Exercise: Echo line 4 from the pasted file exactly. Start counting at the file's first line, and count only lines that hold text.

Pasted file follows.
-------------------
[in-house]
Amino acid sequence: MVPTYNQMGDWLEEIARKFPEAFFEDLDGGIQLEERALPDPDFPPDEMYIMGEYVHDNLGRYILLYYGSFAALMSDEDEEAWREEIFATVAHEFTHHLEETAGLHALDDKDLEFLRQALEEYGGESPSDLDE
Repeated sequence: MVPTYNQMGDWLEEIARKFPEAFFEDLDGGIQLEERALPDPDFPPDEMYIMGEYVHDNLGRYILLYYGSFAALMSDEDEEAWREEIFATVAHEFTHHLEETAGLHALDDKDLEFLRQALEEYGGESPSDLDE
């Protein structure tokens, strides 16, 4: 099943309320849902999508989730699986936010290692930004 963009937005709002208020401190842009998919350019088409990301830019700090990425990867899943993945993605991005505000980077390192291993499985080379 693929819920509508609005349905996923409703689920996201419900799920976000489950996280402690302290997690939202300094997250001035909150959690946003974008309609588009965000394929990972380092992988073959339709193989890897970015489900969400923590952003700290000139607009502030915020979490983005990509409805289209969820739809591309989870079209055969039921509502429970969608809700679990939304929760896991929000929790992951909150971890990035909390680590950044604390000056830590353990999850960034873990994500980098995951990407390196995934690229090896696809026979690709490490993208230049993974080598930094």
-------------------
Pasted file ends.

């Protein structure tokens, strides 16, 4: 099943309320849902999508989730699986936010290692930004 963009937005709002208020401190842009998919350019088409990301830019700090990425990867899943993945993605991005505000980077390192291993499985080379 693929819920509508609005349905996923409703689920996201419900799920976000489950996280402690302290997690939202300094997250001035909150959690946003974008309609588009965000394929990972380092992988073959339709193989890897970015489900969400923590952003700290000139607009502030915020979490983005990509409805289209969820739809591309989870079209055969039921509502429970969608809700679990939304929760896991929000929790992951909150971890990035909390680590950044604390000056830590353990999850960034873990994500980098995951990407390196995934690229090896696809026979690709490490993208230049993974080598930094």